Waagner Biro Double and Triple Tree Wheels
Waagner-Biro began manufacturing their modernistic take on the classic Ferris wheel in 1972. Hersheypark, in Hershey, Pennsylvania, was the first park to purchase Waagner-Biro’s double wheel, naming their ride Giant Wheel. Hersheypark purchased the ride from Intamin, a several year-old firm that sold rides for a variety of manufacturers, including Waagner-Biro.
To learn more about Hersheypark’s Giant Wheel, click here.
After Giant Wheel, only three other double wheels were sold.
- Giant Wheel – Hersheypark
- Opened on May 20, 1973 and closed October 31, 2004
- Zodiac – Kings Island
- Opened on April 26, 1975 and closed in 1986
- Reopened at Wonderland Sydney in 1989 and closed on April 26, 2004
- Scorpion – Parque de la Ciudad
- Opened on September 21, 1982 and closed in 2003
- Double Wheel – Kuwait Entertainment City
- Opened in 1984 and closed in 1990
The second double wheel was opened at Kings Island on April 26, 1975. It was called Zodiac. The ride continued operating until 1986, when it was closed for several seasons before relocated to Wonderland Sydney in Australia, a sister park of Kings Island (they were both owned by parent company Kings Entertainment Company [KECO]). Zodiac operated at Wonderland Sydney until April 26, 2004.
Scorpion was one of many rides Intamin sold to Interama / Parque de la Ciudad in Buenos Aires, Argentina. It had been seven years since Zodiac was installed at Kings Island; it’s believed that Intamin may included the double wheel with the large purchase order because the ride had been in storage and not sold for several years. Scorpion closed in 2003 and was standing but not operating (SBNO) for a decade. When Parque de la Ciudad reopened in 2007, Scorpion remained SBNO.
The final double wheel installed was Double Wheel at Kuwait Entertainment City in 1984. During the 1990-1991 Persian Gulf War, the park fell under occupation of the Iraqi military. Several cabins were removed from Double Wheel and sent to Baghdad. When the park reopened after the end of the Iraqi occupation, the ride was removed.
- Sky Whirl – California’s Great America
- Opened on May 20, 1976 and closed in 1997
- Sky Whirl – Six Flags Great America
- Opened on May 29, 1976 and closed in 2000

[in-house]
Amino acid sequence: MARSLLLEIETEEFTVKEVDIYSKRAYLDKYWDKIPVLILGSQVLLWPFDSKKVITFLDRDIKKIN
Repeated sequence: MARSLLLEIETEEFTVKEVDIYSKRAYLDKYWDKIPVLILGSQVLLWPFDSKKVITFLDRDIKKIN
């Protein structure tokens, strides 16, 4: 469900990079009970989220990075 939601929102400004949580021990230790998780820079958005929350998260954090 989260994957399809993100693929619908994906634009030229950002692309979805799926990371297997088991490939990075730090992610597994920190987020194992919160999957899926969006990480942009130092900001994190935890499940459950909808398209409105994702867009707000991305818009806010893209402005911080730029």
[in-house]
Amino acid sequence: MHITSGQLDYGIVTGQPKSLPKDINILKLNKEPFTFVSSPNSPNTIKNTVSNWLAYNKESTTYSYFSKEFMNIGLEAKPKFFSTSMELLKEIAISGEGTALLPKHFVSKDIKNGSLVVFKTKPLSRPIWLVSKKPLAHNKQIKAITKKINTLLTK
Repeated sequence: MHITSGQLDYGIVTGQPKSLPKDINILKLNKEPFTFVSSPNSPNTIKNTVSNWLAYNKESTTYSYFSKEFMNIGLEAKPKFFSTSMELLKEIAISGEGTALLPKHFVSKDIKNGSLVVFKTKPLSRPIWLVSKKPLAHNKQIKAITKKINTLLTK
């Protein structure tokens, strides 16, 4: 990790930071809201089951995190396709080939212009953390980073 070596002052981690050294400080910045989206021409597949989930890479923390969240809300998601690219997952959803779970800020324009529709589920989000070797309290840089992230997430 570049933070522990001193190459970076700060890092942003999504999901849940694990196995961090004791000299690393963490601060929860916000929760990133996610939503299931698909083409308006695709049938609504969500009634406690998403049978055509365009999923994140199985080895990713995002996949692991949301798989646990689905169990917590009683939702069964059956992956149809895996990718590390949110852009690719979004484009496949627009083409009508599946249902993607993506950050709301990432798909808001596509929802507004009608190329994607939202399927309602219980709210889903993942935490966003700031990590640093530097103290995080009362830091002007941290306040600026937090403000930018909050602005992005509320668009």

- Tree Triple Wheel – Seibuen Amusement Park
- Opened in 1985 and closed in 2004
- Hydra – Lotte World
- Opened on July 12, 1989 and closed in 1997
Waagner-Biro produced a custom version of their wheel, which Intamin also sold on their behalf. Instead of being a double wheel, these were triple wheels.And like the double wheel, only four were sold.
The first two sold were made specifically for the Great America parks that opened in 1976. Both were named Sky Whirl, and California’s Great America ride was the first to close, in 1997. Sky Whirl at Six Flags Great America operated through 2000.
Tree Triple Wheel operated at Seibuen Amusement Park, a small park located an hour north and west of Tokyo, Japan. It opened in 1985 and was closed in 2004.
Hydra operated at Lotte World in South Korea. It opened with the opening of Lotte World on July 12, 1989. The ride was closed in 1997, only after 8 seasons of service. This was situated right on the edge of a shoreline, which provided nice views of the surrounding area.
The double and triple wheels manufactured by Waagner-Biro were very popular rides at the park’s which had them. Unfortunately, since so few were produced, the ride was not supported by Waagner-Biro too far into the 1990s. That was at the time Intamin reorganized into being a ride manufacturer rather than just being a ride broker.
These rides did not age well, unfortunately. The arms were fairly susceptible to water, which could seep into the arms damaging the motors, as well as causing rust. Rust was the biggest issue with the double and triple wheels as they aged – rust was difficult damage to repair.
Only three stayed open through 2004, and Giant Wheel was the last of these rides to operate.
Special thanks to Maria Renata França and R.D. Sussmann for providing some background on some of the parks mentioned in this article.